At home with self

In Good Company


Anusha Ramanan

Remember the adorable baby single-handedly teaching thugs a lesson in Baby’s Day Out? How about the lonely little girl fighting the evil Miss Trunchbull in Matilda? Well, that’s the power of being an only child, one might say. But on a more serious note, how do children without siblings feel? Metrolife spoke to some single children in the City to find out if they ever desired a sibling.

Anusha Ramanan, a technology consultant, says she never felt lonely as she always had many people around. However, when she was really young, she would ask her parents to buy her a brother or sister from the market. “But once I realised I get undivided attention, I stopped desiring for a sibling.” Did she ever have trouble sharing her things with others? “My mother tells me that my school teacher complained to her once, that I would never share my seat or belongings with anyone. Even when my friends would come home and play with my toys, I wouldn’t like it.”

During his childhood, Vineet H, a client servicing executive, would feel bad whenever he saw his friends with their siblings. “I thought they always have someone to play with,” he feels. “But every time, I received a gift, I would be happy that I don’t have to share it with anyone.” There were also times when Vineet’s friends would complain to him about their siblings. “I would tell them not to complain as they are lucky to have a sibling. But they would tell me that I am the lucky one,” he laughs. But at times, he does wish he had a younger brother. “I would have loved to look after him.”

Says Lokeshwari S Gowda, a student of class nine at Baldwins, “When everyone loves me and buys things for me, I feel extremely nice.” But there are times when she feels lonely and longs for someone, with whom she could share her feelings. “Maybe an elder brother, who would be protective of me,” she wishes.

It was only when he was passing out from school that Hemanth Kamath, a student of arts at Christ College, desired for a sibling. “It was tough to move out and make new friends,” he says. As an only child, he feels one becomes more self-reliant and independent. “But a sibling helps you overcome the difficulties of life,” he adds. He did have problems sharing his things when he was younger. “My cousin came to stay with us for two years. It was then that I learnt the art of sharing.”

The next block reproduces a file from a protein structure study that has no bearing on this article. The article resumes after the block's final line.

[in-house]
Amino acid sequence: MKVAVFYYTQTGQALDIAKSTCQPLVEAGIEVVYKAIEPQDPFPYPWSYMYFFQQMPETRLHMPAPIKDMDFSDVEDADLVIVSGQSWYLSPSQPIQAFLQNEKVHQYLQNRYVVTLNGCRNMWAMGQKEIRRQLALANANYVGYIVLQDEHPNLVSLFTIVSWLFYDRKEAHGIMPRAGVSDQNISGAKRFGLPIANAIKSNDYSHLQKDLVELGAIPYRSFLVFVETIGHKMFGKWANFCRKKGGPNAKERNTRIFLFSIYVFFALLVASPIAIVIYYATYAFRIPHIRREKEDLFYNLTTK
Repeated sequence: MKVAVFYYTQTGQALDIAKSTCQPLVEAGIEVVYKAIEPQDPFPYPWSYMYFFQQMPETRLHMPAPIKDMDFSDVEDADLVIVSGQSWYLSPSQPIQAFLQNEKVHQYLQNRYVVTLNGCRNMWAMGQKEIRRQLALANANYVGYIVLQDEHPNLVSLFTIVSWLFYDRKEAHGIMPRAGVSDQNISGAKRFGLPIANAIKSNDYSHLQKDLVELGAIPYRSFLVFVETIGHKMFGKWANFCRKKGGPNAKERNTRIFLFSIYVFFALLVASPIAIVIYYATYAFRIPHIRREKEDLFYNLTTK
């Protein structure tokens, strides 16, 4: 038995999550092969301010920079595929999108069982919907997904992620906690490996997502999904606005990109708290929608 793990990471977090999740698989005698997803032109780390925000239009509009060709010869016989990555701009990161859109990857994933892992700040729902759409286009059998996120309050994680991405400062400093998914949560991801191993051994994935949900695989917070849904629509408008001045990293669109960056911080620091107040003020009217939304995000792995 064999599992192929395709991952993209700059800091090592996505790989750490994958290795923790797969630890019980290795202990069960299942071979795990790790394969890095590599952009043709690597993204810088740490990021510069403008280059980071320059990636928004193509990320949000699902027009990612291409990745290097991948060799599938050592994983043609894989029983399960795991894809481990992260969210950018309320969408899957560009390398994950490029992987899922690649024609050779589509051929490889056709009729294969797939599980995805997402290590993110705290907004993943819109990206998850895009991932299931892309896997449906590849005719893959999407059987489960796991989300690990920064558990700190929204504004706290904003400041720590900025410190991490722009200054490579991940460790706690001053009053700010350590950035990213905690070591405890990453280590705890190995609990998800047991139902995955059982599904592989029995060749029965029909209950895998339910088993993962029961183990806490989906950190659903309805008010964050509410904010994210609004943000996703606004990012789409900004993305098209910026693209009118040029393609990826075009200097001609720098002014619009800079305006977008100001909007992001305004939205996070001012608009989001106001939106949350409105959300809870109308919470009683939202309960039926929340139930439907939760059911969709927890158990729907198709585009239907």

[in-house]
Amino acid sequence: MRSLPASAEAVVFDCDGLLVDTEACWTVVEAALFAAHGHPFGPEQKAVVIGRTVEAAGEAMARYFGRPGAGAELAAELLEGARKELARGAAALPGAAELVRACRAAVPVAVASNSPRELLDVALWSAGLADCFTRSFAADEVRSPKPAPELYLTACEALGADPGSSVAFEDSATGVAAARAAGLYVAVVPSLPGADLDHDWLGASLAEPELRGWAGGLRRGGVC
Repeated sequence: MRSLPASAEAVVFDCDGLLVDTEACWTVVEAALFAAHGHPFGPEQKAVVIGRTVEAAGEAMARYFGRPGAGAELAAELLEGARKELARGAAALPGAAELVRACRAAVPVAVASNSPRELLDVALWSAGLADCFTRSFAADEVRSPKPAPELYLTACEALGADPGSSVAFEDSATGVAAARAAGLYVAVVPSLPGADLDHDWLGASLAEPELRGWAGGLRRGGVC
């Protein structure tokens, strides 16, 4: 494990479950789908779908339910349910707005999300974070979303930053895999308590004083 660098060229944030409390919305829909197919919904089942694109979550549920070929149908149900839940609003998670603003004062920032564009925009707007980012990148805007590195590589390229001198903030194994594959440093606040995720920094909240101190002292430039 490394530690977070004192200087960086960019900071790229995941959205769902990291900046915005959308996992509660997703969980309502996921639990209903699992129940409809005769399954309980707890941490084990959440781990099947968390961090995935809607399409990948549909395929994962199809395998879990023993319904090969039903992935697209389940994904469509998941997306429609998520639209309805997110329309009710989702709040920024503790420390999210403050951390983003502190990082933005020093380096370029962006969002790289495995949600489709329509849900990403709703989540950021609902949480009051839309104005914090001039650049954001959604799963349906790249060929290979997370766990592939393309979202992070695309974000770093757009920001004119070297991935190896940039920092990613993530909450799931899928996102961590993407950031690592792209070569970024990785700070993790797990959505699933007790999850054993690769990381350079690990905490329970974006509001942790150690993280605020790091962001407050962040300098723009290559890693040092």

Being an only child, were these people ever pampered or over protected? Most of them disagree. “In fact, my father always wants me to go out and learn things on my own,” avers Hemanth. Lokeshwari’s parents give her all the freedom she needs. “Though I am allowed to go out, I have to be extremely punctual or inform them that I will be late. Even if I get delayed by a minute, they get worried.”

Says Vineet, “More than being protective, my parents were possessive, especially my mother. Once, I had to go on a mandatory school trip to Aurangabad. My mother agreed initially, but when the actual time came, she told me to pay the amount and not go,” he laughs. That he convinced her and went for the trip is a different story altogether. “She would also keep calling me every now and then whenever I was away from home,” says Vineet.

What about the pressure of living up to the overwhelming expectations of the parents?

“I made it clear to my parents that I can’t get straight ‘A’s on my report card,” says Hemanth. While Anusha feels that though her parents always had expectations, they never got overwhelming. “Even now, I always advice my friends to follow the policy of China and have only one child. But that’s mainly because of India’s growing population,” she laughs.

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